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Sorta, kinda. Is it believable that a 5W LED is equivalent to about a 55W halogen? That claim seems dubious. I've used 4.5W LEDs for dirt applications and they claim equivalence to a 25W incandescent. They have the right idea. Anyone have experience using this docking light for a headlight?
like I posted, many makes and models. They were installed into the bows of USCG utility boats decades ago so there are many models to pick from.
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Old 11-20-2014, 06:24 PM   #37
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I brought my 3 Maglight flashlights home to compare them in a dark room on a textured, off-white wall. Apologies for the poor quality but all I had was my cellphone camera to record the differences. Here's how they compare:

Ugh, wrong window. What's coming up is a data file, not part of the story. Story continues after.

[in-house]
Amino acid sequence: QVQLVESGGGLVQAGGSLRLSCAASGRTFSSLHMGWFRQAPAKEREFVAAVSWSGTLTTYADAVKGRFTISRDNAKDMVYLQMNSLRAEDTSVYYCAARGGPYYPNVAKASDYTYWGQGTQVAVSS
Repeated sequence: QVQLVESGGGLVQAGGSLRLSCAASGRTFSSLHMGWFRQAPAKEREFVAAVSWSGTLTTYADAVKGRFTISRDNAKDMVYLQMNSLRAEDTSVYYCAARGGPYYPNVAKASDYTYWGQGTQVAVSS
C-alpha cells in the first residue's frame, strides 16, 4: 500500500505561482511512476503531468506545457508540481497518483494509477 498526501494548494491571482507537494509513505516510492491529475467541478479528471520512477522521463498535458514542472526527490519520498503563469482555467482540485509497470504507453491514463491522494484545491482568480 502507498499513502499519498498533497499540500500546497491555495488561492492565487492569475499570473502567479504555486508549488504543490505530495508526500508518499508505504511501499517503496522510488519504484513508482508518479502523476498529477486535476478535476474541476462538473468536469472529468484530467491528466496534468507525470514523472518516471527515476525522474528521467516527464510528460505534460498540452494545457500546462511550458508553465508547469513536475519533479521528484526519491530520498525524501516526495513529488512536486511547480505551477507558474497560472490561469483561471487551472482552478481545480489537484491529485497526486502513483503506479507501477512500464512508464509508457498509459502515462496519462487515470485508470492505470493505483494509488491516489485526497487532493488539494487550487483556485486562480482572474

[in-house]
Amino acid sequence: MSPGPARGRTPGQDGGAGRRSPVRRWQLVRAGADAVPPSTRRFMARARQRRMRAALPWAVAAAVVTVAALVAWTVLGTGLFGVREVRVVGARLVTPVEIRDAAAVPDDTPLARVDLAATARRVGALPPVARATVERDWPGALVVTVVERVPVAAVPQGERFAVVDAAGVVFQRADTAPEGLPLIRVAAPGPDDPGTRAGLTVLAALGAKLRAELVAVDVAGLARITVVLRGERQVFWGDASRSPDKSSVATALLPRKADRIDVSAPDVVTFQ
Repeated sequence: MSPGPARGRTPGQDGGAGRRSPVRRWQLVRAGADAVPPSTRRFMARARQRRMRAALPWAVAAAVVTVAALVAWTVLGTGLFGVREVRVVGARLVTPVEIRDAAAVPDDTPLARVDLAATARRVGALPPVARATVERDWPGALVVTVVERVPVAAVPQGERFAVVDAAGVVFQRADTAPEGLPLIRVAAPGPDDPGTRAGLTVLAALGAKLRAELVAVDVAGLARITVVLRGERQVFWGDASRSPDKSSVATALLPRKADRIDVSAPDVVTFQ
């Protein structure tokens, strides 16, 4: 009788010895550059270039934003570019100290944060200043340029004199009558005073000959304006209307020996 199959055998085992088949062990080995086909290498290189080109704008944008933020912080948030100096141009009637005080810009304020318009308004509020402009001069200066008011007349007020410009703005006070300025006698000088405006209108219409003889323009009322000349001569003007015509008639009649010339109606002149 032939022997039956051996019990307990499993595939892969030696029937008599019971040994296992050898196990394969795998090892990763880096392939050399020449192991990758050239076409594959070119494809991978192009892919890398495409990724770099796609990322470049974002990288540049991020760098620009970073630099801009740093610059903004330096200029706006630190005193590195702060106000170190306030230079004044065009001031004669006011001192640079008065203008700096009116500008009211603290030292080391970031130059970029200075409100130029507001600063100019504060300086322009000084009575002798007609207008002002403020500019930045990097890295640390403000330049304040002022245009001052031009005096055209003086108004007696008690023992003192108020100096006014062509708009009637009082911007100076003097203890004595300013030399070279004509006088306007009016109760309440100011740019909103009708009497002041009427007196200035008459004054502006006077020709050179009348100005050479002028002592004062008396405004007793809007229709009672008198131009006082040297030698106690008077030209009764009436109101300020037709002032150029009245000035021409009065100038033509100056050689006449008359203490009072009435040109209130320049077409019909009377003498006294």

1. Standard 3 D-cell MagLight with standard, incandescent bulb:



2. Standard 3 D-cell MagLight with a Maglight brand replacement LED lamp:



3. Custom made 2-cell MagLight modifies with rechargeable batteries, new reflector, new extra bright LED, new convex glass lens and new Lo/Hi/Strobe switch.





#1 has a poorly focused and dim light with a yellow cast and moderate scatter.

#2 has a much whiter and brighter light with significantly more light scatter.

#3 has significantly more brightness, focus and whiteness than #2...so much so that the picture is over exposed in the center where the square LED image appears rounded in this image. The second image shows this detail in a close-up.

I removed the lens from both LED flashlights and placed them side by side for a comparison, but #3 (on the left) just overwhelmed #2 and the photo shown below is the best I could get.



Until I set this up, I had never noticed the corona-like outer ring surrounding the focal point in #3. This ring is really there, but its effect on light scatter in the near field is minimal.